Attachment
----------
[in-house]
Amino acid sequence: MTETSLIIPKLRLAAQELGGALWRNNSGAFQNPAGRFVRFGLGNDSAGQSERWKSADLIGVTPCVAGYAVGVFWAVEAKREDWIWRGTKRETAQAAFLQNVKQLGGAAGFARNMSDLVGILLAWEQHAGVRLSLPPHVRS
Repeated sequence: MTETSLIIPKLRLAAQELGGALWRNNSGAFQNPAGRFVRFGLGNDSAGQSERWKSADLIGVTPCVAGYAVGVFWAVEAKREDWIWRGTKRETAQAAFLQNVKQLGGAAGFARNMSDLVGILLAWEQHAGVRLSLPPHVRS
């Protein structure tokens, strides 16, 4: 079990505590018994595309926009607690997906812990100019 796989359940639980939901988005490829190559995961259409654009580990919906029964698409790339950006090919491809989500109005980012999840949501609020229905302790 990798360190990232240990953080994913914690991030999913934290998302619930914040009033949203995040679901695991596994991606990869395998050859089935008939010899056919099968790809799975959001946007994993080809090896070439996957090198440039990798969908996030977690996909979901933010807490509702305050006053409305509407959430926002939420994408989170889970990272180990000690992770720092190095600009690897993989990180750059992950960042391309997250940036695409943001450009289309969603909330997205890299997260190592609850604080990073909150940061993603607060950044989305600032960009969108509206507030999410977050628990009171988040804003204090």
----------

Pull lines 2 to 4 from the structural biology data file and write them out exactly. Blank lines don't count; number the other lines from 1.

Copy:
Amino acid sequence: MTETSLIIPKLRLAAQELGGALWRNNSGAFQNPAGRFVRFGLGNDSAGQSERWKSADLIGVTPCVAGYAVGVFWAVEAKREDWIWRGTKRETAQAAFLQNVKQLGGAAGFARNMSDLVGILLAWEQHAGVRLSLPPHVRS
Repeated sequence: MTETSLIIPKLRLAAQELGGALWRNNSGAFQNPAGRFVRFGLGNDSAGQSERWKSADLIGVTPCVAGYAVGVFWAVEAKREDWIWRGTKRETAQAAFLQNVKQLGGAAGFARNMSDLVGILLAWEQHAGVRLSLPPHVRS
């Protein structure tokens, strides 16, 4: 079990505590018994595309926009607690997906812990100019 796989359940639980939901988005490829190559995961259409654009580990919906029964698409790339950006090919491809989500109005980012999840949501609020229905302790 990798360190990232240990953080994913914690991030999913934290998302619930914040009033949203995040679901695991596994991606990869395998050859089935008939010899056919099968790809799975959001946007994993080809090896070439996957090198440039990798969908996030977690996909979901933010807490509702305050006053409305509407959430926002939420994408989170889970990272180990000690992770720092190095600009690897993989990180750059992950960042391309997250940036695409943001450009289309969603909330997205890299997260190592609850604080990073909150940061993603607060950044989305600032960009969108509206507030999410977050628990009171988040804003204090």